But on their fan forum, fans are dutifully and rapidly translating article after article into English so their international fan base can be as informed as they are. While it may be fun for some of these people to get to practice their English skills (which, I might add, are humblingly good), their effort is extremely generous — the rest of us have nothing to offer in return but gratitude.

These translating fans are making critical contributions to extending Madrugada beyond Norwegian borders. On their MySpace page, part of a new entry reads:

And thanks to you Madrugada are charting on iTunes stores: 1 Norway and Greece, 20 Sweden, 23 Germany, 34 Switzerland, 44 Netherlands. Considering it is the fans who know as there has been no radio or press outside Norway.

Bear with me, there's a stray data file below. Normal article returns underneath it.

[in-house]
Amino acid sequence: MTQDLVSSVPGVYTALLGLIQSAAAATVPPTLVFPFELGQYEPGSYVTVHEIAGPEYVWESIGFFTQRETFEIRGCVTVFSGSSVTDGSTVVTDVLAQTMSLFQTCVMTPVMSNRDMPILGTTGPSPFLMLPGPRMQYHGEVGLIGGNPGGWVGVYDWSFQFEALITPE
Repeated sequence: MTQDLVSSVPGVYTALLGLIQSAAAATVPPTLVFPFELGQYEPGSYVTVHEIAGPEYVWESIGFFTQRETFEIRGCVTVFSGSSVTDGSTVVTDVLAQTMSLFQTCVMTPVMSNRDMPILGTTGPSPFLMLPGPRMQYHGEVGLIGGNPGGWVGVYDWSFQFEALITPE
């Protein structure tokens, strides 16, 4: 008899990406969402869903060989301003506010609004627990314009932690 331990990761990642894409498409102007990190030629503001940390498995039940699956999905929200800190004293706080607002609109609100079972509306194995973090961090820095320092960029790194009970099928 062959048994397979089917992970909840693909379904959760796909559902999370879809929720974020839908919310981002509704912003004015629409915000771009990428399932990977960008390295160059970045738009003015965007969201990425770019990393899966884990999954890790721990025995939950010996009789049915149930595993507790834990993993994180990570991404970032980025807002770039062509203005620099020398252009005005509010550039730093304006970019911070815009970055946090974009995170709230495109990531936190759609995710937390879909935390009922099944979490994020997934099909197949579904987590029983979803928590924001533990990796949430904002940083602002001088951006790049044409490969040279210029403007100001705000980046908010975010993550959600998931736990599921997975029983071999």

Against this backdrop, I was interested to see Henry Jenkins’s report on a conversation he had with a journalist in Shangai:

She notes that some of the amateur media fan groups in China can translate as many as twenty television shows a week, suggesting how Prison Break fits within larger patterns of cultural practice. She noted that the technical languages used on contemporary procedurals such as CSI and the slang used on many American programs posed particular difficulties for Chinese translators, who had mastered textbook English but had less exposure to more specialized argots.

Add translation to the list of fascinating ways fans are reshaping global entertainment flows and global entertainment flows are reshaping fans.

Fanning Viral Flames

Science New has an article about social influence that challenges some assumptions about how ideas spread through populations. Instead of focusing on “opinion leaders,” this research suggests that what matters more is “the influenced”: